The Profitability of Performance

Sept. 1, 2016
Implementing benchmarking to get employees invested in company goals

About the author: Kelcey Thompson is vice president of Applied Management Group Inc. Thompson can be reached at [email protected] or 262.697.4470.

The average worker stays at a job for an average of 4.4 years, according to the most recent data available from the U.S. Bureau of Labor Statistics. Millennials expect to stay in a job for less than three years. Here at Applied Management Group Inc. (AMG), we have found that millennials want to feel fulfilled. They want to be part of a team and receive the training they need to grow and prosper both personally and professionally. If those desires are not met, their time at a job could be cut in half.

There are ways to get your employees involved in the vision of your business­, and give them the responsibility and authority to excel in their jobs and at customer service. If you already have implemented burdened labor costing and defined processes and procedures for your business, your employees are empowered to provide excellent customer service.

The Cost of an Employee

Your business has grown and developed so it works with and for its employees. The business from the top down has created an empowered employee environment. This also has financial implications for the business.

Every minute of every day, you are either generating or eliminating revenue, and there are always costs involved. If you have complete visibility of what those costs are, you can manage and control them. The WQP article “Service Department Profitability” (February 2015) reviewed burdened labor costing, which calculates how much each direct labor employee costs your business each hour in a day. Having this number allows you to create your:

  • Retail hourly rate: the amount to charge for your profit margin percentage;
  • Break-even hours: the number of billed hours needed to break even; and
  • Cost per day: the total amount each employee costs the company per workday.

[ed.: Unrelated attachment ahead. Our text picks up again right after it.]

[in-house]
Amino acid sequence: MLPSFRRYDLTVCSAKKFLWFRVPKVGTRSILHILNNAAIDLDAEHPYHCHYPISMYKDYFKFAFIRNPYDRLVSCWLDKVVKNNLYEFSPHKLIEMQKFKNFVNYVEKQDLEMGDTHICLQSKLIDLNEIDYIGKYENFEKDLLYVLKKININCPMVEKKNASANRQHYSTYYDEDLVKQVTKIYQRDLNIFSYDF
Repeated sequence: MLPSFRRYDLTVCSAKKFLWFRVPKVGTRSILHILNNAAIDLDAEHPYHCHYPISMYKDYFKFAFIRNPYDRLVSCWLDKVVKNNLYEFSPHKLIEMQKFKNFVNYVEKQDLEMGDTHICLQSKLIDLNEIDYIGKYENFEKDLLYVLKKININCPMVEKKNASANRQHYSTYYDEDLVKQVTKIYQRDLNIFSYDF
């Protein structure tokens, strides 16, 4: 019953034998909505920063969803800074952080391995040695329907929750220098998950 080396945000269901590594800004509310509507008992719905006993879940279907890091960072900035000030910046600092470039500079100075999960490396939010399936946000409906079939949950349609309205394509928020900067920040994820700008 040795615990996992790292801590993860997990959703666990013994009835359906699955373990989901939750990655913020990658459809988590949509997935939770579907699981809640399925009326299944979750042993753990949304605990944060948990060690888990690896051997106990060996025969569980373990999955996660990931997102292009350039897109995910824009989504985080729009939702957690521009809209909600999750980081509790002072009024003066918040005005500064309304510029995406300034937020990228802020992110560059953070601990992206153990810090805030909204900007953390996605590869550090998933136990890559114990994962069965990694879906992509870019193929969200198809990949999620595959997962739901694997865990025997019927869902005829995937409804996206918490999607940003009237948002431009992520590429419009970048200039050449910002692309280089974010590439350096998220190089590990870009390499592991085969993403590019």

Take that one step further by informing employees how much they cost the company. Ask them, “Considering your current wage, how much do you think you cost the company for one hour of the day?” As you can imagine, the answers will be all over the board. Just like owners and managers may not have known the true cost of an employee prior to doing burdened labor costing, employees also do not know. They truly believe the number they are guessing is correct. At a recent AMG training, one employee stated he was paid $15 per hour and believed he costs the company $25 per hour, maximum. He actually cost the company $67 per hour. This comes out to $536 per day and $2,680 per week. 

Initially it was shocking to the employee, but he came to understand that the costs involved include multiple other benefits and expenses paid by the company, not just his hourly wage and taxes.

Weighing Employee Value

Employees take pride in what they do. They want to make the company money and help grow the business. They do not want another department to pick up the tab for them. As owners or managers, implementing benchmarking can help you get your employees involved to ensure they are able to reach
their goals.

Per, “benchmarking is a measurement of quality of an organization’s policies, products, programs, strategies, etc., and [its] comparison with standard measurements, or similar measurements of its peers.” We define it as “deciding at what level you want your company and people to perform.” Benchmarking aims to find examples of superior performance and understand the processes and procedures driving that performance. 

The WQP article “Employee Empowerment Pays Off” (June 2016) describes the development of those processes and procedures. Without processes and procedures for setting guidelines and expectations for your employees, you will not have a basis for your benchmarks. 

Defining processes and procedures and completing burdened labor costing provide the foundation to create benchmarks specific to your business and employees.

Putting Benchmarks to the Test

Benchmarking is invaluable in a business’s quest for continuous improvement.

When benchmarking, remember that how you measure is as important as what you measure. If you are benchmarking whether each direct employee is paying for him- or herself, your evaluation must be equal for all employees. AMG has created a labor efficiency tool that allows you to enter an employee’s burdened labor cost to calculate whether he or she is paying for him- or herself based on specific numbers. Now you can set benchmarks for that employee. Is he or she generating or eliminating revenue for your business? If he or she is generating revenue, you can provide rewards based on performance.

Generating or eliminating revenue is all-encompassing. This includes indirect employees, because they too need to be held accountable and shown how their actions affect the business. They need benchmarks. They are critical to providing your vision of an outstanding customer service experience to internal and external customers. 

Create a vision, and align your processes and procedures with it. Create an open line of communication to support them, and customers will see that effort toward exceptionalism. 

About the Author

Kelcey Thompson

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